There may have been reverse causation, where postmenopausal women had higher PFAS levels because they were not excreting these chemicals in menstrual blood.  

In a third study, PFOA exposure was not linked with age at menopause onset, but this was based on recall from 10 years earlier (Environ Res. 2016;146:323-30).

The current analysis examined data from 1120 premenopausal women who were 45 to 56 years old from 1999 to 2000.

The women were seen at five sites (Boston, Massachusetts; Detroit, Michigan; Los Angeles, California; Oakland, California; and Pittsburgh, Pennsylvania) and were ethnically diverse (577 white, 235 black, 142 Chinese, and 166 Japanese).

Baseline serum PFAS levels were measured using high performance liquid chromatography-mass spectrometry.

The women were followed up to 2017 and incident menopause (12 consecutive months with no menstruation) was determined from annual interviews. 

Of the 1120 women and 5466 person-years of follow-up, 578 women had a known date of natural incident menopause and were included in the analysis.

The remaining 542 women were excluded mainly because their date of final menstruation was unknown due to hormone replacement therapy (451) or they had a hysterectomy, or did not enter menopause during the study.

Compared with women in the lowest tertile of PFOS levels, women in the highest tertile had a significant 26% to 27% greater risk of incident menopause — after adjusting for age, body mass index, and prior hormone use, race/ethnicity, study site, education, physical activity, smoking status, and parity.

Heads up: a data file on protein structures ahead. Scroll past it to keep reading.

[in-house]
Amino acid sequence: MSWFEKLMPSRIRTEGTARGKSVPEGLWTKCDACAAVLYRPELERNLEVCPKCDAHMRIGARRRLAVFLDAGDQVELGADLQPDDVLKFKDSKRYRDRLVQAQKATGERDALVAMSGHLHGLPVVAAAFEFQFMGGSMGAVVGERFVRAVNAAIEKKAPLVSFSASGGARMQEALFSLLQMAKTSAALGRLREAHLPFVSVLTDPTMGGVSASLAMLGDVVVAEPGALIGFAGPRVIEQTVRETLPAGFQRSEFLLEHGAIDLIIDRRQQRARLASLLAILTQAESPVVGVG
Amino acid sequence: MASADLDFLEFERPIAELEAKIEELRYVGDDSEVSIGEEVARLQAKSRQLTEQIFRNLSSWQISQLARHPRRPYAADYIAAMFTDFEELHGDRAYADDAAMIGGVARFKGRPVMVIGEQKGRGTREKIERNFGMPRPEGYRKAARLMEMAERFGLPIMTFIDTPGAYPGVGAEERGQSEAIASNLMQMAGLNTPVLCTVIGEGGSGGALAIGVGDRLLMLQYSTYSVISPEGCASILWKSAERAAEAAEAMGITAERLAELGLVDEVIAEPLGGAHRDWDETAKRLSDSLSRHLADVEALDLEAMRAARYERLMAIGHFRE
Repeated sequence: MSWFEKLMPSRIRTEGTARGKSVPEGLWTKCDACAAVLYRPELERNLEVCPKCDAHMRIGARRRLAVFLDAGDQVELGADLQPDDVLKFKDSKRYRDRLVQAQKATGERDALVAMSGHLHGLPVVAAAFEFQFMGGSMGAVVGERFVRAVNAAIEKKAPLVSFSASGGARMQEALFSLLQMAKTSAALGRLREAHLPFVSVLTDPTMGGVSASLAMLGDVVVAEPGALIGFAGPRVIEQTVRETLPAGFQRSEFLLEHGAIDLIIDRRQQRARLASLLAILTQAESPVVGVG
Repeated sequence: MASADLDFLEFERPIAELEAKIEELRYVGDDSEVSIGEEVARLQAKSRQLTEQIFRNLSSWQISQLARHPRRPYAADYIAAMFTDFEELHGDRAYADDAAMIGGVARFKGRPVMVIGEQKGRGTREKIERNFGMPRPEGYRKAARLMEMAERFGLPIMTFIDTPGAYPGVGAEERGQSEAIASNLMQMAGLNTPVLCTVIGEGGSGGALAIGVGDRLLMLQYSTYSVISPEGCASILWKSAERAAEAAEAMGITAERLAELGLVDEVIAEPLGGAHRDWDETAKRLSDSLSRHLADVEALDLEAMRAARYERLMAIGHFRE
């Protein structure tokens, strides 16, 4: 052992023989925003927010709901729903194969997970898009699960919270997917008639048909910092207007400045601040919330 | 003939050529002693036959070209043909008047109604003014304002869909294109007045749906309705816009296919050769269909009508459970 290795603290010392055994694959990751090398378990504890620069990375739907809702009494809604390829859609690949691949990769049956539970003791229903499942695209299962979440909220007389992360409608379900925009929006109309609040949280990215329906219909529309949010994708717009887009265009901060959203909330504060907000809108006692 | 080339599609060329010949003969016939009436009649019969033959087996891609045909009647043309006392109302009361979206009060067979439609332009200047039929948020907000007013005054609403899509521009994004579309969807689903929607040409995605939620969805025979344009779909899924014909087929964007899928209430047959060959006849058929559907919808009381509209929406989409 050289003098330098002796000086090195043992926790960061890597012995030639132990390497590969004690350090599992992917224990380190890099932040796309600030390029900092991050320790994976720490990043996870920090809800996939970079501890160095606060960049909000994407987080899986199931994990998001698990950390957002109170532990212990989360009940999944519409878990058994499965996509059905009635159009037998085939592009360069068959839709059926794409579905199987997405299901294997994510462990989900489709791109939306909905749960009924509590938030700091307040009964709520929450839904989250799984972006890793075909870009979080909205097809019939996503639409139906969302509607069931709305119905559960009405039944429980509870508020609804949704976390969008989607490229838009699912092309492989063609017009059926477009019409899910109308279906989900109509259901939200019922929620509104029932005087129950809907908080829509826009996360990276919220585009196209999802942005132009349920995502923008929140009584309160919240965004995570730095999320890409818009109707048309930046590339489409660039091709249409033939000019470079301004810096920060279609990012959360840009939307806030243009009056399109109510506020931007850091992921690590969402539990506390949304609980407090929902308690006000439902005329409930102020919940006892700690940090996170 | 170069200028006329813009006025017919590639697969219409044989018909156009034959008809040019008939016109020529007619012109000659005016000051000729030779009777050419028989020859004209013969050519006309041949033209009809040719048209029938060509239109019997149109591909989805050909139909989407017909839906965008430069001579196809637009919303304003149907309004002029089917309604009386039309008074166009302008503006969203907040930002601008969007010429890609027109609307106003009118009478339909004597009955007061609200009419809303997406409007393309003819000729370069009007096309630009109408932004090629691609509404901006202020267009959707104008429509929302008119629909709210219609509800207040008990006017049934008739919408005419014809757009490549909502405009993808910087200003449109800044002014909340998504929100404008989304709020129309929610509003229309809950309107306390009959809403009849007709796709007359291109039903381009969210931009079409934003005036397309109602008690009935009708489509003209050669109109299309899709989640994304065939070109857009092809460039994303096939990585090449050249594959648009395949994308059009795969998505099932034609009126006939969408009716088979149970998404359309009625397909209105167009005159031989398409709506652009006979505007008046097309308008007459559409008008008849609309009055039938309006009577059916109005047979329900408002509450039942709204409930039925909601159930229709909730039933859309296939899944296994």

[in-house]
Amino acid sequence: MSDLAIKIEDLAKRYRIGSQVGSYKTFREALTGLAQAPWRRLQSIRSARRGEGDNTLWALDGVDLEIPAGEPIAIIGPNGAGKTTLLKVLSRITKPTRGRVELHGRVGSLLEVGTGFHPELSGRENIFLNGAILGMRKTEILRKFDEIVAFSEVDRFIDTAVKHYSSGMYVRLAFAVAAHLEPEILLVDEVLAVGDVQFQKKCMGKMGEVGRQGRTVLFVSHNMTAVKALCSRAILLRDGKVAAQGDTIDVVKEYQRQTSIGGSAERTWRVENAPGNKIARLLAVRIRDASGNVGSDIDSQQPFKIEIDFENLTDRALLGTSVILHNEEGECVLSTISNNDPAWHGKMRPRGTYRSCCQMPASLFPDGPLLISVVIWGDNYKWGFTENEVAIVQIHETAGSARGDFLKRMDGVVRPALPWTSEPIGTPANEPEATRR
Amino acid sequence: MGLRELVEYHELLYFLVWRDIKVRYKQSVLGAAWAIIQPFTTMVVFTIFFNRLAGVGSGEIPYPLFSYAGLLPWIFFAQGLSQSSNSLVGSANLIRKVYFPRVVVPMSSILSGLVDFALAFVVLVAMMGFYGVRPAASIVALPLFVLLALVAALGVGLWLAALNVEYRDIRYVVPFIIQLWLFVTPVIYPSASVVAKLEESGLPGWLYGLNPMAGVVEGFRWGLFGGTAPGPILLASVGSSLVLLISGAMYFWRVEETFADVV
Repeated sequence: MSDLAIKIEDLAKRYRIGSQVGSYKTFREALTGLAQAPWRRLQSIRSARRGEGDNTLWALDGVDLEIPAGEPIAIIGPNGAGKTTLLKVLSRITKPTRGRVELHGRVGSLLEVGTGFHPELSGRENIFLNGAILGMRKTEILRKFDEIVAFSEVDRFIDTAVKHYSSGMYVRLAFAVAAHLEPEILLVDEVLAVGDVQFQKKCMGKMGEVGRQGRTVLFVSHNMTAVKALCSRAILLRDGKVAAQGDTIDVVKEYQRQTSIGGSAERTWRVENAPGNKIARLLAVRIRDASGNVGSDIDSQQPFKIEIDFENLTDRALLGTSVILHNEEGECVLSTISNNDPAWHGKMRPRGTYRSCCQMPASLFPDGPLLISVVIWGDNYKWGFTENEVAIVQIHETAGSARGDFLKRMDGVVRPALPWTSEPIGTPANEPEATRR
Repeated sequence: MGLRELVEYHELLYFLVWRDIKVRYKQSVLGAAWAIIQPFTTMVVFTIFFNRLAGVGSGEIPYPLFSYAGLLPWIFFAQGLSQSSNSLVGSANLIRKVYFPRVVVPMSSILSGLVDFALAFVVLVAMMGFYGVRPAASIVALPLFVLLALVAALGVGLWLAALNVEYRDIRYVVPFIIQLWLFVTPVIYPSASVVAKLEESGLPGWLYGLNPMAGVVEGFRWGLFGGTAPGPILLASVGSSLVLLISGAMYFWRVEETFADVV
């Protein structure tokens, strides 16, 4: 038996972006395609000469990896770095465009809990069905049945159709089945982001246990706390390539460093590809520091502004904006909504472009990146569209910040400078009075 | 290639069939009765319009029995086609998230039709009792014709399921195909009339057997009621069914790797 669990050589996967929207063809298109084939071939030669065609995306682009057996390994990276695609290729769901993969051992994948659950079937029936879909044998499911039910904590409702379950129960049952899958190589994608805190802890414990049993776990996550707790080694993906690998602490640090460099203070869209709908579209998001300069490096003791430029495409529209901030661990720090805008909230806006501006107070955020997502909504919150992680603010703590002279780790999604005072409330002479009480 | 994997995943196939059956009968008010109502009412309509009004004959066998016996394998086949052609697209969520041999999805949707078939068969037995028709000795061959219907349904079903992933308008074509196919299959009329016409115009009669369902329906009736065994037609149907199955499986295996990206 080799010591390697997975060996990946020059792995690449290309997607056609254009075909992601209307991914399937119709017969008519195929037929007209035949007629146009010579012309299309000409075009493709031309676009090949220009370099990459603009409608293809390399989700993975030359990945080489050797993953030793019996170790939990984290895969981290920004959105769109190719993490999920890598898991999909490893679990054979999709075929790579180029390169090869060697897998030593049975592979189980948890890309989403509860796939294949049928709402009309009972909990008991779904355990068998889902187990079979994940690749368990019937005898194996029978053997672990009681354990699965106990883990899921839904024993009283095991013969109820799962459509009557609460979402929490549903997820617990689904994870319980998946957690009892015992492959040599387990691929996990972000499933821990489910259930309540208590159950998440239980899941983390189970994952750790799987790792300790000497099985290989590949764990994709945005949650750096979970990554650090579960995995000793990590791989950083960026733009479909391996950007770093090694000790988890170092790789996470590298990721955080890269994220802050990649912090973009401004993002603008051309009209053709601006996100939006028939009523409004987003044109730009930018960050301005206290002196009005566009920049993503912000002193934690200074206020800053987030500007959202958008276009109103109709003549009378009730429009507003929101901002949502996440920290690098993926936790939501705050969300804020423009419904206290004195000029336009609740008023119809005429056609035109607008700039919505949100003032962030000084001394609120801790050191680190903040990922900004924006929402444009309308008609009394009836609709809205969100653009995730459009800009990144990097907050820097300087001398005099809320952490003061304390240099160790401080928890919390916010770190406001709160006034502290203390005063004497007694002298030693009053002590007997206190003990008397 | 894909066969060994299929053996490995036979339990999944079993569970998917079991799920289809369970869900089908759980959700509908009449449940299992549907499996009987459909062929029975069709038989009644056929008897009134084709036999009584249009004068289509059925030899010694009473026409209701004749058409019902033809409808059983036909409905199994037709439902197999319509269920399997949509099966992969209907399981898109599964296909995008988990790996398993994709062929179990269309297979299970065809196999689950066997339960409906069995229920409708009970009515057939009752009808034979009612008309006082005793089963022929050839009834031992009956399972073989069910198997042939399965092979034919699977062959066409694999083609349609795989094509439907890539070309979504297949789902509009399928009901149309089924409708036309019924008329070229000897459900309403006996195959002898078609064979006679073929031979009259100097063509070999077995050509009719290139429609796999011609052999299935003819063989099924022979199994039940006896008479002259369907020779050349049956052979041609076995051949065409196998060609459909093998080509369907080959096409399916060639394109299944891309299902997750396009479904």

Higher PFOA and PFNA levels but not higher PFHxS levels were also associated with increased risk.

Compared to women with a low overall PFAS level, those with a high level had a 63% increased risk of incident menopause (hazard ratio, 1.63; 95% CI: 1.08 – 2.45), equivalent to having menopause a median of 2 years earlier.  

Although production and use of some types of PFAS in the United States are declining, Ding and colleagues write, exposure continues, along with associated potential hazards to human reproductive health.

“Due to PFAS widespread use and environmental persistence, their potential adverse effects remain a public health concern,” they conclude.

SWAN was support by the National Institutes of Health (NIH), Department of Health & Human Services through the National Institute on Aging (NIA), National Institute of Nursing Research (NINR), NIH Office of Research on Women’s Health (ORWH), and the SWAN repository. The current article was supported by the National Center for Research Resources and National Center for Advancing Translational Sciences, NIH, National Institute of Environmental Health Sciences, and Centers for Disease Control and Prevention (CDC)/National Institute for Occupational Safety and Health. The authors have reported no relevant financial relationships.

J Clin Endocrinol Metab. Published online June 3, 2020. Abstract

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This content was originally published here.